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Learnin' Experience


I passed out at nine last night, and have slept all afternoon. I feel great despite the pouring rain. I also feel lucky that the pouring rain started today and not yesterday or the day before when we had a family of four here for a bike trip. They were lucky enough to have two beautiful clear days, and two cloudy, yet dry.

It turned out to be a great trip (with a few points for improvement). As always, however, I had trouble sleeping some of the anxiety-filled days (weeks) leading up to the trip. Making a custom trip for a family we have never met is difficult - not knowing what the kids are into, or how far they can ride, not knowing what the weather will be like (it snowed a few days before they got here), and trying to come-up with emergency alternate plans.

One of the biggest stresses, is that we know the place we live in is amazing, and the people are amazing, and on an average day, something great and once-in-a-lifetime will happen. But that is not something that can be scheduled. This is not Disney Land. Two weeks ago, for example, we took a guest to Akiyamago only to find that all the men of the village had taken advantage of the great weather to go into the mountains and cut wood. The town was dead.

This time, we were lucky enough to have a chance to visit the local geta (wooden sandal) maker. Because he is a real man doing a real job, however, he can not be available on demand. We lucked out and got to spend an hour with him one morning. It turns out that this was the highlight of the trip for the family. The son (9 y/o) had wanted a pair of geta sandals ever since he learned he was going to Japan - one of his favorite manga characters always puts on a pair of sandals and walks to the onsen bath after every adventure. He never dreamed that he would not only get a pair of geta, but also see how they are made - start to finish - by one of the last surviving traditional geta craftsman in Japan, AND get to walk to the bath with them that night. His sister purchased a custom made pair. We had to leave before her geta were finished, but later that morning, as we rode our bikes through the village, the craftsman suddenly appeared in his car. He had been driving the streets looking for us so he could deliver them in person!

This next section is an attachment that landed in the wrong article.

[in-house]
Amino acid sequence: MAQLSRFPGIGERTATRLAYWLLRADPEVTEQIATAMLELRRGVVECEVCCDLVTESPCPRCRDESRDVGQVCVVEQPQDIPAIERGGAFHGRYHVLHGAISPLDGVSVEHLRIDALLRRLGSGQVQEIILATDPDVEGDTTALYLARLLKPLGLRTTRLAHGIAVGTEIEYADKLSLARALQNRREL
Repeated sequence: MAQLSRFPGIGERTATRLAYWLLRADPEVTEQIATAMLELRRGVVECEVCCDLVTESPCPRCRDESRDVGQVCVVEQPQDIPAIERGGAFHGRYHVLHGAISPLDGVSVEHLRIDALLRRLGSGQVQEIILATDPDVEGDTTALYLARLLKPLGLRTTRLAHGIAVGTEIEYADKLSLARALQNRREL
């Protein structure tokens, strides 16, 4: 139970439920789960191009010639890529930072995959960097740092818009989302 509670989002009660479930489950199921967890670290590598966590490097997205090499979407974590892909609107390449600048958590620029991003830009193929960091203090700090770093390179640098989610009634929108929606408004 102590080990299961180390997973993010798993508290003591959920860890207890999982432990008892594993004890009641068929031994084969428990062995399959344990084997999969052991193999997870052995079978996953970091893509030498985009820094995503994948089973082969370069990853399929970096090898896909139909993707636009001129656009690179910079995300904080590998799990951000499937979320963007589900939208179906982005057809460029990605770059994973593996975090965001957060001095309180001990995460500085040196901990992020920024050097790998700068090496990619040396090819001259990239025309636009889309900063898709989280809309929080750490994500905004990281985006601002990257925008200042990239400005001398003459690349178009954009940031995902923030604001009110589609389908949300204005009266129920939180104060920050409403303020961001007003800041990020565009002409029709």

The trip did have a rocky start. In an effort to move from "tourism" to the place-based education we have in mind, Tomoe and I had spent the last three days finishing up a small journal/booklet/game that was to be fun, informative, and encourage active participation with the place and the people, rather than just having us "guide" and "explain". We did not sleep the night before, putting on the finishing touches, preparing meals, and fighting and fighting and fighting with each other. The next day, I had to catch an early train to Nagano where I would meet them and take them by train to Obuse. This is where the trip was set to start.

We had originally planned to start from Yudanaka, where the famous "snow monkeys" live. We thought the children would love seeing them (and one of them did site that as the "high" of her day). Of course, she may have been speaking literally, as that was the "highest" point of the day in terms ofaltitude. Getting there from Obuse involves a gradual climb. Based on previous rides, and the description we had of the family involved (athletic with biking experience), we wavered on if we should start at the top, or let them ride up - giving them a chance to see Obuse.